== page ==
Who Wants To Feel Like They Live In the ‘Home Alone’ House?

By  · Published on December 7th, 2013


This holiday season, if you want to outdo your neighbors with Christmas decorations, you can’t just go with the outdoor lights anymore. You have to think outside the box and take a special cue from the movies. But there’s no need to be clever. You can avoid our guide to decorating your home for the holidays (according to the movies) this year. Instead, the decor has been produced for you, so you just have to write a big check in order to make the inside of your house resemble one from a favorite holiday classic. Well, not just any one. Specifically, the McCallister residence from Home Alone can now be somewhat recreated thanks to the home goods retailer Joss & Main. From now through the end of December, they’re selling furniture and other items inspired by the interior design seen in the 1990 Christmas comedy.

Is there anyone who loves Home Alone that much? I imagine that whoever bought the actual house located in Winnetka, Illinois, when it was for sale back in 2011 is that obsessed. These couches and pillows and chandeliers and bird statues are perfect for that special homeowner, no matter if these aren’t authentic or even, to be quite honest, similar pieces. The company worked with 20th Century Fox on the designs, and I’ll admit they fit a certain aesthetic that feels like the set decoration in Home Alone, but it is nevertheless a very strange idea to produce and market such a specific and dated aesthetic in the first place.

Looking through images of the house as it appears in the movie, it’s clear the art department went for an appropriately red and green tone so that every room fits the Christmastime setting and theme. Fortunately, aside from supplying an actual Christmas tree, not too many of Joss & Main’s items in this collection are considerably holiday or seasonally oriented. But for the sake of hosting your neighborhood holiday party, filling your living and dining room with these pieces should impress your guests that are familiar enough with the movie to get it. That would be the primary game of the evening, after all, letting everyone make a guess as to why you’ve eschewed a lot of traditional disposable decorations for a decades-old atmosphere.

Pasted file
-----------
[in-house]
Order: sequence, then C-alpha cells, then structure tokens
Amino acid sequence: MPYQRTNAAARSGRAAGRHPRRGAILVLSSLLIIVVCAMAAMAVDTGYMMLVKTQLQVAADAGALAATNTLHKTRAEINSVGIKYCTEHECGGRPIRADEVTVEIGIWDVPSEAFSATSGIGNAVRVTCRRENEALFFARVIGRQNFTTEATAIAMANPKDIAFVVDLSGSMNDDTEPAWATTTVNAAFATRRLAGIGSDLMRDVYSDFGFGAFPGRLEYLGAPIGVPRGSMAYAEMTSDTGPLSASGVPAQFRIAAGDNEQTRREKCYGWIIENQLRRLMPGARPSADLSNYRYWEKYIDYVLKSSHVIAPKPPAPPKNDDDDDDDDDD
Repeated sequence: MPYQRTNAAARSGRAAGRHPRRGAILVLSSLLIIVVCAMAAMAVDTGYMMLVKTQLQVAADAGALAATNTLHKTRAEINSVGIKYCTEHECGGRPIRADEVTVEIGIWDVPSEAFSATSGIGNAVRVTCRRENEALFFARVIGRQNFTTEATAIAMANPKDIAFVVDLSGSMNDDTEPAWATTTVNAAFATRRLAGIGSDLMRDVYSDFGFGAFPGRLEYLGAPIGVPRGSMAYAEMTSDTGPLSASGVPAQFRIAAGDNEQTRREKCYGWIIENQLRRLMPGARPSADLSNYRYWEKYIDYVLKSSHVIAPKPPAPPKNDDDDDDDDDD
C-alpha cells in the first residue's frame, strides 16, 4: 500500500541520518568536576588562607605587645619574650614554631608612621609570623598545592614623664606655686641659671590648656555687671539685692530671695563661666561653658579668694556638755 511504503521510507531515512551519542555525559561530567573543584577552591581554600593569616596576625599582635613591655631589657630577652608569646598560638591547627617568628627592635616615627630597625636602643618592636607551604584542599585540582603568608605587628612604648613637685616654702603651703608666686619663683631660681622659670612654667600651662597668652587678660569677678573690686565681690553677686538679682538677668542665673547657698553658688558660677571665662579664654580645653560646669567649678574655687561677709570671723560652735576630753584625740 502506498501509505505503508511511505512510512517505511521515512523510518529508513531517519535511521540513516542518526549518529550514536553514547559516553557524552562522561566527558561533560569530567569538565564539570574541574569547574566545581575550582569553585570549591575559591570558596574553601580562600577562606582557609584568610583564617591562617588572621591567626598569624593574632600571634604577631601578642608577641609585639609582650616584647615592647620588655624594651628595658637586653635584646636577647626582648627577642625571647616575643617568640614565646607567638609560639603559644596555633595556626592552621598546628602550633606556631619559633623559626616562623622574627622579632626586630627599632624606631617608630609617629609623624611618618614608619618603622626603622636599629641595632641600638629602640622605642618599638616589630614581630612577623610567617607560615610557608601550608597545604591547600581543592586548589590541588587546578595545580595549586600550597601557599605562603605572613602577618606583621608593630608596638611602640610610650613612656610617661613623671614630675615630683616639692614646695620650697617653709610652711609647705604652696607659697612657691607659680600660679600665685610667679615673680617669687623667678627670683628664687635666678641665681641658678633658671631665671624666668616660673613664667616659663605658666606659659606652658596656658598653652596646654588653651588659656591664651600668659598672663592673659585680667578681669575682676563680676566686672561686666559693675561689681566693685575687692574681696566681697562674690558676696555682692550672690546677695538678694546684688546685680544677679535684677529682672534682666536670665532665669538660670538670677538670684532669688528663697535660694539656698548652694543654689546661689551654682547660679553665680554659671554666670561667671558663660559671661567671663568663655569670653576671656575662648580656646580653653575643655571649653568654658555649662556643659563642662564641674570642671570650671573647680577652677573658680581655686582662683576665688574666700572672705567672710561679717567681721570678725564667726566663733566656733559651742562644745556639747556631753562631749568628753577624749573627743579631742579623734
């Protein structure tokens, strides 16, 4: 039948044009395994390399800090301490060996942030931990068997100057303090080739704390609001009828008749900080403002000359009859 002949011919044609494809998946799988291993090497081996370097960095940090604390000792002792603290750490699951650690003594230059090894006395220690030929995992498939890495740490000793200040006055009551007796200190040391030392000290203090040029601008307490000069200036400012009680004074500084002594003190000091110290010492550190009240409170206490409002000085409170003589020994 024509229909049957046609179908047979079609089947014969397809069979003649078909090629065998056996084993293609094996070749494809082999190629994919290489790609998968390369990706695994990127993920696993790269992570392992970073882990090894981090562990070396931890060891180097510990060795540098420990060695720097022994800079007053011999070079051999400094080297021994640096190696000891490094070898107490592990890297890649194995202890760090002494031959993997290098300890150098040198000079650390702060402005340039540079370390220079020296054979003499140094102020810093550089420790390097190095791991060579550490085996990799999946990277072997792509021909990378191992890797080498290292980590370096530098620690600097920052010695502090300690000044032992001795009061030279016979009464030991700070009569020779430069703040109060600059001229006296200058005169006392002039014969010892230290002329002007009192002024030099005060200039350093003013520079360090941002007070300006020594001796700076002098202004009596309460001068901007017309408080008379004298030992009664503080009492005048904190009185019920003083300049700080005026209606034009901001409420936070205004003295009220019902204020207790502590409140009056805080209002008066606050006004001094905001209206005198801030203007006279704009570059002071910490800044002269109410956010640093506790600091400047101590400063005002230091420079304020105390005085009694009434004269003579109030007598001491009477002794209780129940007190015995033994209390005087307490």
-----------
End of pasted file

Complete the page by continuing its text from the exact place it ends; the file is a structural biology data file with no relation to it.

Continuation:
Could this sort of thing work for a movie that’s more movie geek friendly? Or at least more fun? There’s a great yet brief Pinterest page devoted to movie set design that provides an answer of “yes” with its wonderful selection of stills. A lot of the more interesting choices, obviously so, include rooms from the Harry Potter movies, Amelie and James Bond. Others show that dated can be quite stylish if you go back far enough, to the settings of Sherlock Holmes and Midnight in Paris. But more contemporary design is on display too, as in the case of The Ghost Writer. I might be more interested in making my office look like Ewan McGregors there. For some other ideas for inspiration, check out this blog highlighting views of The Royal Tenenbaums, American Psycho, Down With Love, A Clockwork Orange and more.

Joss & Main isn’t incapable of doing something a little more fun, either. Another collection that ends sale this weekend is inspired by Dr. Seuss’s How the Grinch Stole Christmas. They’re focused more on the book and its illustrations rather than the design seen in Ron Howard’s live-action movie version, though again these aren’t meant to be authentically replicated items mimicking anything from the pages. Still, they’ve got some Seussian spirit with their curvatures and wonky patterns. What should they do next? I’d love to see them tackle something sci-fi. And older. How about the ’40s meets future aesthetics of movies like Brazil and Blade Runner? I’d be willing to throw down a ton of money if they did a good job of it.

What movie-inspired interior design would you most like to own?

Christopher Campbell began writing film criticism and covering film festivals for a zine called Read, back when a zine could actually get you Sundance press credentials. He's now a Senior Editor at FSR and the founding editor of our sister site Nonfics. He also regularly contributes to Fandango and Rotten Tomatoes and is the President of the Critics Choice Association's Documentary Branch.